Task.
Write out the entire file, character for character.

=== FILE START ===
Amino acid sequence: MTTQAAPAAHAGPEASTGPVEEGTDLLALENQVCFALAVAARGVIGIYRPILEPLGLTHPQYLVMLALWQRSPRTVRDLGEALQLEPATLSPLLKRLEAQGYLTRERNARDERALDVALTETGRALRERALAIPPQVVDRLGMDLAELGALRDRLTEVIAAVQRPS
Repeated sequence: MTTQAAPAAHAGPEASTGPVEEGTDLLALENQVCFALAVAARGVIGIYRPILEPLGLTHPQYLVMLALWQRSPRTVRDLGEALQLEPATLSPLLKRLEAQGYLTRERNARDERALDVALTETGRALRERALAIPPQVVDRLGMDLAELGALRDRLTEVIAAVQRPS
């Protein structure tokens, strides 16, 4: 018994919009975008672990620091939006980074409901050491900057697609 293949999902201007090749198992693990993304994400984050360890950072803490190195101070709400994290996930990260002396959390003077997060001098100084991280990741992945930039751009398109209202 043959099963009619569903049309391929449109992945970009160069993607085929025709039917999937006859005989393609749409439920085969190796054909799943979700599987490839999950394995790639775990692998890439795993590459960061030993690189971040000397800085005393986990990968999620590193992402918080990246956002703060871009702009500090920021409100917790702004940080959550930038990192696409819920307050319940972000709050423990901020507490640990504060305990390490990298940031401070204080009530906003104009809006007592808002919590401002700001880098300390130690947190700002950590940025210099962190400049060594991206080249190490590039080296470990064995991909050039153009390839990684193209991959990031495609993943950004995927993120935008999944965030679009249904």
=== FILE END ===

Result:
Amino acid sequence: MTTQAAPAAHAGPEASTGPVEEGTDLLALENQVCFALAVAARGVIGIYRPILEPLGLTHPQYLVMLALWQRSPRTVRDLGEALQLEPATLSPLLKRLEAQGYLTRERNARDERALDVALTETGRALRERALAIPPQVVDRLGMDLAELGALRDRLTEVIAAVQRPS
Repeated sequence: MTTQAAPAAHAGPEASTGPVEEGTDLLALENQVCFALAVAARGVIGIYRPILEPLGLTHPQYLVMLALWQRSPRTVRDLGEALQLEPATLSPLLKRLEAQGYLTRERNARDERALDVALTETGRALRERALAIPPQVVDRLGMDLAELGALRDRLTEVIAAVQRPS
């Protein structure tokens, strides 16, 4: 018994919009975008672990620091939006980074409901050491900057697609 293949999902201007090749198992693990993304994400984050360890950072803490190195101070709400994290996930990260002396959390003077997060001098100084991280990741992945930039751009398109209202 043959099963009619569903049309391929449109992945970009160069993607085929025709039917999937006859005989393609749409439920085969190796054909799943979700599987490839999950394995790639775990692998890439795993590459960061030993690189971040000397800085005393986990990968999620590193992402918080990246956002703060871009702009500090920021409100917790702004940080959550930038990192696409819920307050319940972000709050423990901020507490640990504060305990390490990298940031401070204080009530906003104009809006007592808002919590401002700001880098300390130690947190700002950590940025210099962190400049060594991206080249190490590039080296470990064995991909050039153009390839990684193209991959990031495609993943950004995927993120935008999944965030679009249904």